Time Warner Cable will officially begin their previously announced broadband bandwidth cap trial in Beaumont, TX this week. Time Warner tells the Associated Press that on average, 5% of their subscribers account for 50% of the bandwidth consumption. Depending on the tier selected, customers will have a cap on the total amount of bandwidth they can use each month, measured by both download and upload traffic. If they exceed their designated bandwidth cap, they will be charged at the rate of $1/Gigabyte per month. Kevin Leddy, Time Warner Cable’s executive vice president of advanced technology tells the Associated Press, “We think it’s the fairest way to finance the needed investment in the infrastructure.”
Of course, there are different viewpoints about Time Warner’s real motivation. Could it be an attempt to discourage customers from using competing services for video content? Video is the most intensive broadband bandwidth hog today. A full length high definition movie downloaded over the Internet can equate to 6 gigabytes of data. Considering alternative sources for video consumption are flourishing on the Internet, a conspiracy minded theorist could easily draw the conclusion that Time Warner wants to make it a little more expensive for customers to enjoy these competitive offerings. Netflix, Amazon, and others are pursuing direct to consumer movie download services. Other services including Hulu and Joost aim to offer a compelling mix of video content for Internet download. Quite candidly, the day when consumers can choose to forgo a traditional subscription video model in favor of an Internet only video content delivery option is quickly approaching (if it’s not already here). The video below reveals Time Warner Cable’s CEO Glenn Britt’s view of the spin off of Time Warner Cable from their parent company Time Warner, as well as his take on the impact of Internet video on the cable business.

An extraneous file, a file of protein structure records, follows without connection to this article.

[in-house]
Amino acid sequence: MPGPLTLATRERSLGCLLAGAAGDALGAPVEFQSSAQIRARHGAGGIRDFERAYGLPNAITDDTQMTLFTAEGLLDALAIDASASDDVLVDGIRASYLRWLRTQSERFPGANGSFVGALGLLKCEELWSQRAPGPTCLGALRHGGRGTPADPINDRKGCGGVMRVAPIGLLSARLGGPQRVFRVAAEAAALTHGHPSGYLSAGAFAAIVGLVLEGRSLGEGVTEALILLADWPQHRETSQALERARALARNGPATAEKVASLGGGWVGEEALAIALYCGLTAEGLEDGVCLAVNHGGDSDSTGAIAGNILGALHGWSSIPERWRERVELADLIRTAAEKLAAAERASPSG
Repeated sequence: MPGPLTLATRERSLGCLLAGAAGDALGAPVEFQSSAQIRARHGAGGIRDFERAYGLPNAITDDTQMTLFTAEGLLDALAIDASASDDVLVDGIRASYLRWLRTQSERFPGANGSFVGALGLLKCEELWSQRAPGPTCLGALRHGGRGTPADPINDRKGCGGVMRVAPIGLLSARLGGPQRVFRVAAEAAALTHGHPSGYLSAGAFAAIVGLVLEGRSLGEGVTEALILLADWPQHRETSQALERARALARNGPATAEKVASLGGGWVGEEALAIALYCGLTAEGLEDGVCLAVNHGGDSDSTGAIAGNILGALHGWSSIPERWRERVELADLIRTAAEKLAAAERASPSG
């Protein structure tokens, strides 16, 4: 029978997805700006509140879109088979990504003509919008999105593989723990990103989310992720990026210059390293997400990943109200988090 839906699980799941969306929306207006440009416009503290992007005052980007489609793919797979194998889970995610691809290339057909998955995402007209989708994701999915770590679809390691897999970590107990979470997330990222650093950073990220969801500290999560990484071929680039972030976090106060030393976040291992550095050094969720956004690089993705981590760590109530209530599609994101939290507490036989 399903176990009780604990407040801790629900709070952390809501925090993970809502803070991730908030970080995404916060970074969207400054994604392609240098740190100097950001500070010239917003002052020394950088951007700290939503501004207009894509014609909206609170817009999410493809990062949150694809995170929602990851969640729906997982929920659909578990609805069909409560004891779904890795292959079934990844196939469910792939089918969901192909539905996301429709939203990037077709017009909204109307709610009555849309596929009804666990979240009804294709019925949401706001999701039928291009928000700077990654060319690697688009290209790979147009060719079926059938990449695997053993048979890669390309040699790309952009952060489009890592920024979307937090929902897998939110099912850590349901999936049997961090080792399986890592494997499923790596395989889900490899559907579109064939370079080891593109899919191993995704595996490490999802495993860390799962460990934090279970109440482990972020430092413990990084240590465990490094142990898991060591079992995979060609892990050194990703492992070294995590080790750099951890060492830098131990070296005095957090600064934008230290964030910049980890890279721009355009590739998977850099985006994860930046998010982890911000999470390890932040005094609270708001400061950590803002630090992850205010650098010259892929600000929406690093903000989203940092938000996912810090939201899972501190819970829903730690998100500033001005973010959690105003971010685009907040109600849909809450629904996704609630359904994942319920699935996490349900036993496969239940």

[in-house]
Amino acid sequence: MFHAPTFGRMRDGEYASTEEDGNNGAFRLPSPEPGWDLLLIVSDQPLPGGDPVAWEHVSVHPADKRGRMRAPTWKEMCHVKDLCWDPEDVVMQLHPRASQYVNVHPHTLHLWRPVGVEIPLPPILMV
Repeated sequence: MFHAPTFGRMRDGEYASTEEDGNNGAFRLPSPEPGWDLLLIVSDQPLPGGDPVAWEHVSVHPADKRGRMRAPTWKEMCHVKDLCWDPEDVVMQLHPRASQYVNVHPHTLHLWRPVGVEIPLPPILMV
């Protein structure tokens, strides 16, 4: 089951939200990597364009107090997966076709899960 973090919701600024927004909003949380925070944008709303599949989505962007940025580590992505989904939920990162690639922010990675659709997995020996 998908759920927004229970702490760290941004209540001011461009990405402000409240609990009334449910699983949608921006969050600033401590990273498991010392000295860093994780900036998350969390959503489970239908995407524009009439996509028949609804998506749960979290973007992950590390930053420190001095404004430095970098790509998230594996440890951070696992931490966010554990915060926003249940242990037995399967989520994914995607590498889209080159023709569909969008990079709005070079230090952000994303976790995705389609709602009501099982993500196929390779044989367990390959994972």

Is Time Warner trying to slow the trend of Internet video from taking hold by making it more costly for their broadband subscribers? Perhaps. But issues like this are rarely that simple. The reality is probably a little more complex, involving network efficiency and optimization strategies, as well as implementing an element of fairness to broadband availability. After all, it’s not an unlimited resource. Why shouldn’t the bandwidth hogs pay more? Making customers pay for the bandwidth they actually use isn’t exactly anarchy. It’s a model that consumers are used to in other areas including, electricity, water, and transportation. Should bandwidth be different?